Trump’s Critics Get it Backwards on DACA

If the Trump Administration’s announcement about the Obama-era Deferred Action for Childhood Arrivals program has taught us anything it’s that neither Democrats nor the media has any idea what to make of Donald Trump.

On Tuesday, the Trump Administration announced its intention to phase out the DACA program, which allowed certain illegal immigrants who entered the county as minors to receive renewable two year waivers of deportation if they met certain criteria.

The Obama-era policy was undoubtedly unconstitutional. Even President Obama said so on numerous occasions.

“Believe me, the idea of doing things on my own is very tempting,” Obama said in 2011. “Not just on immigration reform. But that’s not how – that’s not how our system works. That’s not how our democracy functions. That’s not how our Constitution is written.”

Obama didn’t waver from that stance over the next several years despite the rising volume of amnesty advocates.

“If we start broadening [the Dream Act], then essentially I’ll be ignoring the law in a way that I think would be very difficult to defend legally,” the president said in a 2013 interview with Telemundo. “So that’s not an option.”

“This is something that I have struggled with throughout my presidency,” Mr. Obama said in separate interview from the same year. “The problem is, is that I’m the president of the United States, I’m not the emperor of the United States. My job is to execute the laws that are passed.”

Ultimately, President Obama set aside any fidelity to our system, our democracy, and our Constitution and donned the crown of an emperor to unilaterally decide to grant immigrants a rolling two-year reprieve from deportation. Perhaps, as a matter of policy it was the right thing to do, even if procedurally it was abhorrent, but if so one is still left to wonder why President Obama didn’t act much sooner. Victor David Hanson writes for National Review:

[N]ote his about-face came only after the fact that from January 2009 to January 2011, Obama enjoyed a large majority in the House, and until Scott Brown’s election in 2010, a supermajority in the Senate, led by Harry Reid. And yet over that period, Obama did not force over the impotent objections of Republicans a DACA bill that would now have precluded the present conundrum — in the fashion in which he had successfully pushed through Obamacare without a single Republican vote.

Observers have a right to be a little skeptical about the current outrage that was not voiced against an American president in 2009–12, who passed on the opportunity of DACA amnesty, and added insult to injury to “dreamers” by asserting that his constitutional lawyering made it unethical and illegal to pass a law by fiat and circumventing the Congress — at least until he needed reelection heft.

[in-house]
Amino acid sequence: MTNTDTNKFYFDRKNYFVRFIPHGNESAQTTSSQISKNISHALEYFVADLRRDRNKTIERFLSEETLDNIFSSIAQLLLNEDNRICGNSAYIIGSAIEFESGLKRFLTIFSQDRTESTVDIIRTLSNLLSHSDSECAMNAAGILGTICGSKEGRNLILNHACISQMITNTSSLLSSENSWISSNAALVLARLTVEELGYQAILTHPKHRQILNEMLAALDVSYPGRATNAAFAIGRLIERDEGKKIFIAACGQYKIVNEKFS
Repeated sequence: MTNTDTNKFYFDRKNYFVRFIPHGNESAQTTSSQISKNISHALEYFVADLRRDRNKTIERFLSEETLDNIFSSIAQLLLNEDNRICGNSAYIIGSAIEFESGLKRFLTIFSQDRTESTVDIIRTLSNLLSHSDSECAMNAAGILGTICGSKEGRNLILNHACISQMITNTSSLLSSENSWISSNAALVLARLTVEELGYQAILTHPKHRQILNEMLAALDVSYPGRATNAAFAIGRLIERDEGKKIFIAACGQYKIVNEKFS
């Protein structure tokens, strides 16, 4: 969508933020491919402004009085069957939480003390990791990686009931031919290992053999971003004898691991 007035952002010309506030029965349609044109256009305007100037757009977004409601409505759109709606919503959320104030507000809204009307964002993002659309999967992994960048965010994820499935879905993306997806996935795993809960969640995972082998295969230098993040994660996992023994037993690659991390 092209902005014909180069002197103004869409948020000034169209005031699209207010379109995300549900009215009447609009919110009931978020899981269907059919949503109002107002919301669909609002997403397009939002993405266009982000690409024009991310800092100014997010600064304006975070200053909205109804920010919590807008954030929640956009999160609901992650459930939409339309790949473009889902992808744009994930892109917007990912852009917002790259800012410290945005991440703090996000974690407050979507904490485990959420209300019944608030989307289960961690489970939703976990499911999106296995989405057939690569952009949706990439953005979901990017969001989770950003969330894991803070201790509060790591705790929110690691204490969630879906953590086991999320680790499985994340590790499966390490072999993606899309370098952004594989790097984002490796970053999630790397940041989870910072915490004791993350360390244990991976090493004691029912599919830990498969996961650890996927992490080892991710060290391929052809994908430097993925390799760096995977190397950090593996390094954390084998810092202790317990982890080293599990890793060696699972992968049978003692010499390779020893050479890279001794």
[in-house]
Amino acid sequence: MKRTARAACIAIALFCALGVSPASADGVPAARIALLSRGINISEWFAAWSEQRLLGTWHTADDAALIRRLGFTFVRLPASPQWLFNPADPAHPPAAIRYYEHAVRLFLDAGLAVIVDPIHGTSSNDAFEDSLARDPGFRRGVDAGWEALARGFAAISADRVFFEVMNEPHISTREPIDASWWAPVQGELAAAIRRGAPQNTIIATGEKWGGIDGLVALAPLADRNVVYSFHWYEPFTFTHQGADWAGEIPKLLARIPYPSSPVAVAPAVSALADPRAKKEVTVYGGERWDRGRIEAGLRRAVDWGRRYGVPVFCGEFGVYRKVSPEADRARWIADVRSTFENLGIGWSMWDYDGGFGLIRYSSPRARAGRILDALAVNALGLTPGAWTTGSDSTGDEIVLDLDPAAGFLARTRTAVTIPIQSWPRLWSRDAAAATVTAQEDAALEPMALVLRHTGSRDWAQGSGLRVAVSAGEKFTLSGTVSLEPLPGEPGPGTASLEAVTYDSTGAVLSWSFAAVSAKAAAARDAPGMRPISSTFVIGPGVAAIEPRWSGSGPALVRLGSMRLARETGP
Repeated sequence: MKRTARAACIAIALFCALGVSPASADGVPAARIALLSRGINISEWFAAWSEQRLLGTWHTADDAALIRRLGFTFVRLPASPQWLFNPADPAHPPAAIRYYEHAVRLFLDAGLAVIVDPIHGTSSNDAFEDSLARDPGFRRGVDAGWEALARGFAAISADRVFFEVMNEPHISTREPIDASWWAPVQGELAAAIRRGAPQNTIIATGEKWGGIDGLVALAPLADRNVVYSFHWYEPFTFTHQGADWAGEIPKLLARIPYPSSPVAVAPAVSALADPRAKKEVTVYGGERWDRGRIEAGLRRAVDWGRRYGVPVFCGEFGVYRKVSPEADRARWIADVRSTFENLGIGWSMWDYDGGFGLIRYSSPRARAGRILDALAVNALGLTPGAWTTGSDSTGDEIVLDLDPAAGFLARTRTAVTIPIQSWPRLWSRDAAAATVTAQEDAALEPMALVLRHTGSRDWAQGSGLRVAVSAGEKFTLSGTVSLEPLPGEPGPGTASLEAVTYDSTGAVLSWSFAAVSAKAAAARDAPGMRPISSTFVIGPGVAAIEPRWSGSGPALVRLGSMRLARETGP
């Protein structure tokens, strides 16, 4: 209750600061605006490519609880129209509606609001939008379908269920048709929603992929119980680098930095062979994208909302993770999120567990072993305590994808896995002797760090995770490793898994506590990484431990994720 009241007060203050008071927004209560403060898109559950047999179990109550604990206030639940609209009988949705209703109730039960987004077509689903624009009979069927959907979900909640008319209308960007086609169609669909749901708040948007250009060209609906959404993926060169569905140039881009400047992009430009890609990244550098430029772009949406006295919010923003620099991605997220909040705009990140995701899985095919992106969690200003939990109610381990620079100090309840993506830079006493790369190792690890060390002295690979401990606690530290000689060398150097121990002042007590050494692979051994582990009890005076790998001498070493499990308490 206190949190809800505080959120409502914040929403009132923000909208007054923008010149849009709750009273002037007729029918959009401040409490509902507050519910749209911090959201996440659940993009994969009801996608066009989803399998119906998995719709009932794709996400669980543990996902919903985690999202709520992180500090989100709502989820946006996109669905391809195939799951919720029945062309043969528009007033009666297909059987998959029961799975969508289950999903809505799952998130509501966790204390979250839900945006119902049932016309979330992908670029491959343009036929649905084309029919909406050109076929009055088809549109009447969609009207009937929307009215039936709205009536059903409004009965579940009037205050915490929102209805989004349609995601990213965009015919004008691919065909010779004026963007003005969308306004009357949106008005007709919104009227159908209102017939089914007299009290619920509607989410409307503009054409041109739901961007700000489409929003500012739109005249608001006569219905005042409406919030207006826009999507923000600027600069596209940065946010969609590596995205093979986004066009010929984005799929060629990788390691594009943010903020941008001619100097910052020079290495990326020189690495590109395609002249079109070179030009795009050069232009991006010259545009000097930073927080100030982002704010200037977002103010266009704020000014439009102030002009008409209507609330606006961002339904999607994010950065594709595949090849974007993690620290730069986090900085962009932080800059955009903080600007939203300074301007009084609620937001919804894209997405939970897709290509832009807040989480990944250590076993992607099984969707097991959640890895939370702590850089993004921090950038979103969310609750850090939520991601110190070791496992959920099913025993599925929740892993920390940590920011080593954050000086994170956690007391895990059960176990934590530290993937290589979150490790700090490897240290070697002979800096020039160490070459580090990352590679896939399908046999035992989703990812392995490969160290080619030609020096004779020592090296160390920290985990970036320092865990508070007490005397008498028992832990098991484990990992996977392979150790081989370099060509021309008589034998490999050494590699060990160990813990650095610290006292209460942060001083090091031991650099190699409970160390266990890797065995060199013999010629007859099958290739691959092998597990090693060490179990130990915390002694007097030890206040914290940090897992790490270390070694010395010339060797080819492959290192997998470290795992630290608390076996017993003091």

Since when is policymaking in the name of politically expediency all that compassionate? Especially when the foundation is built upon the shifting sands of executive authority (further eroded by clear unconstitutionality) rather than the rock of democratically-produced legislation. But now President Trump has set about to change all of that by putting the onus where it belongs—on Congress—to pass a legal version of the program.

Trump’s decision was, unsurprisingly, met with apocalyptic rhetoric. Democratic lawmakers and the media immediately jumped to the conclusion that President Trump had ended DACA and would soon be rounding up Dreamers for deportation. Nancy Pelosi, in one representative soundbite, called Trump’s decision “a deeply shameful act of political cowardice and a despicable assault on innocent young people.”

Do they just not pay attention? President Trump didn’t end DACA. He didn’t even suspend DACA. It will largely operate as-is for the next six months, after which the president set a clear expectation that Congress should complete the long-overdue work of finding a permanent solution. This is about mustering the political courage Democrats never showed in order to get Dreamers out of political limbo.

This should not be all that surprising to anyone who listened carefully to President Trump’s statements since becoming president.

“We’re going to work something out that’s going to make people happy and proud,” Trump told TIME in one representative interview in November. “They got brought here at a very young age, they’ve worked here, they’ve gone to school here. Some were good students. Some have wonderful jobs. And they’re in never-never land because they don’t know what’s going to happen.”

Speaker Paul Ryan, in his statement following Trump’s decision, displayed similar compassion for the Dreamers.

“The president’s announcement does not revoke permits immediately, and it is important that those affected have clarity on how this interim period will be carried out. At the heart of this issue are young people who came to this country through no fault of their own, and for many of them it’s the only country they know. Their status is one of many immigration issues, such as border security and interior enforcement, which Congress has failed to adequately address over the years. It is my hope that the House and Senate, with the president’s leadership, will be able to find consensus on a permanent legislative solution that includes ensuring that those who have done nothing wrong can still contribute as a valued part of this great country.”

Do these sound like the evil caricatures that Democrats paint Republicans to be? No. They are simply trying to find a constitutionally-sound path to replace DACA with a workable solution. This is about restoring the proper boundaries of our democratic system, and with it, the proper roles of the executive and legislative branches. That Democrats’ would opportunistically paint that as an assault on kids is the real despicable event in all of this.